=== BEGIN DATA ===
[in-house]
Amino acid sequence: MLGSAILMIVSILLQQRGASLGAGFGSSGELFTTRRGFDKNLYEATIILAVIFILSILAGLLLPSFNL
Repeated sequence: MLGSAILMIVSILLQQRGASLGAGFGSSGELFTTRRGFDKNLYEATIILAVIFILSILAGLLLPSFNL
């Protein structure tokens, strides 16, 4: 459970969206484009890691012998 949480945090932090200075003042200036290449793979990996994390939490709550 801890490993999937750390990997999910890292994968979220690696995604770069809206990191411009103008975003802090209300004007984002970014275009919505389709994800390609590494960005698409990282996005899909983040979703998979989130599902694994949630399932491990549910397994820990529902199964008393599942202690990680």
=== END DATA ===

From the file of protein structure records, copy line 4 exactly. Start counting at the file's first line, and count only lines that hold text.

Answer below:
């Protein structure tokens, strides 16, 4: 459970969206484009890691012998 949480945090932090200075003042200036290449793979990996994390939490709550 801890490993999937750390990997999910890292994968979220690696995604770069809206990191411009103008975003802090209300004007984002970014275009919505389709994800390609590494960005698409990282996005899909983040979703998979989130599902694994949630399932491990549910397994820990529902199964008393599942202690990680």